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Intentional Health: Getting Excited Stage

ORGANIZED UNDER: Electives // Getting Excited

Teaching our children to become healthy individuals is an integral aspect of both homeschooling and general parenting. While we know that we should incorporate physical education and health courses into our homeschool curriculum, we also need to make sure we take a unified approach to helping our children learn how to pursue physical, mental, emotional, spiritual, social, and environmental (specifically home and organizational) health. Here are some thoughts to consider for the Getting Excited stage of learning (2nd through 4th grade).

Healthy Activities for the Getting Excited Stage

2nd - 4th Grade

Children are very curious during this stage and are information sponges! So, don’t hesitate to supply the information within age-appropriate parameters. Most parents know that negative information will begin hounding their children in coming years, so this stage is a good time to gently lay the groundwork for introducing certain concepts so they can be more easily discussed later.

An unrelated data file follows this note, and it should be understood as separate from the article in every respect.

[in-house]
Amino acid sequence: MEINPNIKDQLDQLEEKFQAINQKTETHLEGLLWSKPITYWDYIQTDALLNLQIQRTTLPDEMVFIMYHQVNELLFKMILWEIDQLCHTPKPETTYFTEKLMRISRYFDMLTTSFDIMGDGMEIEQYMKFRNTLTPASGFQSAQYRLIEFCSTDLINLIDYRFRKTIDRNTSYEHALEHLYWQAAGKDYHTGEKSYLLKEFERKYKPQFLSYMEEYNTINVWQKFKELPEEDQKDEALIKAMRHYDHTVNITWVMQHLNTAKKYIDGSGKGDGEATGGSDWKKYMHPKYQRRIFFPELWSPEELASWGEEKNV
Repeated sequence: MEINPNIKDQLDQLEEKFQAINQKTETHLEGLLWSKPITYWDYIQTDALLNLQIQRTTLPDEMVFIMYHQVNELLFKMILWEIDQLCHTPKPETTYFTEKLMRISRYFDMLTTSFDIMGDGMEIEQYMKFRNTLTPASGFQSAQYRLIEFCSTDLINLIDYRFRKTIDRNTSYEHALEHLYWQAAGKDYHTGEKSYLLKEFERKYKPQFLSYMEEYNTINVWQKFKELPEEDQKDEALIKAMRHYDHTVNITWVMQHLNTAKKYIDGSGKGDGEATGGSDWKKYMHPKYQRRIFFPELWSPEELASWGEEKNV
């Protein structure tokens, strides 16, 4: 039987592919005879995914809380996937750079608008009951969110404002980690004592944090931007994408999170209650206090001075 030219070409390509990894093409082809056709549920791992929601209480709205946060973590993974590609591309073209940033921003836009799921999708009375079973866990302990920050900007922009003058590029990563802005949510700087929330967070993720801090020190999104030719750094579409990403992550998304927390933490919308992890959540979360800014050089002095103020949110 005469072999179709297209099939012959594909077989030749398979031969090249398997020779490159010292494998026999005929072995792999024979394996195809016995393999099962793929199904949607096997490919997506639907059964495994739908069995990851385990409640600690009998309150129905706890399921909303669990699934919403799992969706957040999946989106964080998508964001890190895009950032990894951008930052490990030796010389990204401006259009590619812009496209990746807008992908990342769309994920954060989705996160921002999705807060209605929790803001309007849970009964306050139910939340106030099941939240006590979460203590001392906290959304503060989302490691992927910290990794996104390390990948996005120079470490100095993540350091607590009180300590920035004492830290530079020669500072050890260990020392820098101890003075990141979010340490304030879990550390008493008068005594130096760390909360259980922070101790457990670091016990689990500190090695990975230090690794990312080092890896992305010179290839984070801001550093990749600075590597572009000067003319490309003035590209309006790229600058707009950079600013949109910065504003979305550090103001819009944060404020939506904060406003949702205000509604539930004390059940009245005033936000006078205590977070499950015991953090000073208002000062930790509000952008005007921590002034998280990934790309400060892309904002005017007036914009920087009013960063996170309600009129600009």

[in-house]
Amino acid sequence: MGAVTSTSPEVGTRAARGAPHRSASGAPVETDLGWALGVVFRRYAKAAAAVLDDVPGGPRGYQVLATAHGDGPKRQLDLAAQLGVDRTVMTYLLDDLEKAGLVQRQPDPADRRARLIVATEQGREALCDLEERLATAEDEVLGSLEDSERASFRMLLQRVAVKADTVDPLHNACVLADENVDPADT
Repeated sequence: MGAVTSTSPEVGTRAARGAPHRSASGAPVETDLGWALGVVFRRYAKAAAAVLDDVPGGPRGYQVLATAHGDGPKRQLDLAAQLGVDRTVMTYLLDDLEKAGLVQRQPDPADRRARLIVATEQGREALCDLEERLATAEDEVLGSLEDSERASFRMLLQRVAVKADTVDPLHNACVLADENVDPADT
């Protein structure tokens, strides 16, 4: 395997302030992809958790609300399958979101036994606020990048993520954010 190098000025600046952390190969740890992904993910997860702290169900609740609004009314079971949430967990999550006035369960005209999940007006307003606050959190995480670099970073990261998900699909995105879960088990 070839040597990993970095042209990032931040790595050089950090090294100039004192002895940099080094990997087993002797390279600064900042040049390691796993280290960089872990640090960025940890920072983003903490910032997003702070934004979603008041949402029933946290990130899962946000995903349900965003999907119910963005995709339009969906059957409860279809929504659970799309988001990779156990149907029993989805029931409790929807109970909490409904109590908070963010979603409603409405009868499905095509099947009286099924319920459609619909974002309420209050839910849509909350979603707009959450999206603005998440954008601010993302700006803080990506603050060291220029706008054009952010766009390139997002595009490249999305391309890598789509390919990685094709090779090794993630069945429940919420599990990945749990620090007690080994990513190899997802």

• Attend health fairs and encourage your child to share thoughts about the experience.
  • Help your child learn how to talk through how he or she feels physically, emotionally, or mentally. Try not to lead your child, but ask targeted questions that can help him or her identify feelings. For instance, “Is your tummy ache an all-over yuckiness, or does it hurt in a specific place?” Or, “What do you think is causing you to have trouble focusing? Is it really hard to understand or do you just not feel like doing it today?”
  • As soon as your child starts to notice activities such as smoking, drinking, and drugs, go ahead and begin discussions about them. This is a young age, so keep it simple, focusing on ideas such as how our bodies are supposed to work and how these things make them not work like they should.
  • Look for underlying causes for behavior issues. Are there circumstantial issues contributing to an increase in grouchiness, misbehavior, or fighting? Talk through possibilities and figure out solutions together. Remind your child that we are always responsible for our own behavior, but sometimes we need to look for underlying causes.
  • Expand chores and teach your child how to follow a family calendar.
  • Teach your child how to honor family time, and set a solid example by not overloading the family calendar.
  • Find resources that help your child develop a daily devotional habit.

With five kids in their teen and early adult years, Rebecca shares the many ups and downs of parenting, homeschooling, and keeping it all together. As the Well Planned Gal she mentors women towards the goal of discovering the uniqueness Christ has created in them and their family and how to best organize and plan for the journey they will travel.

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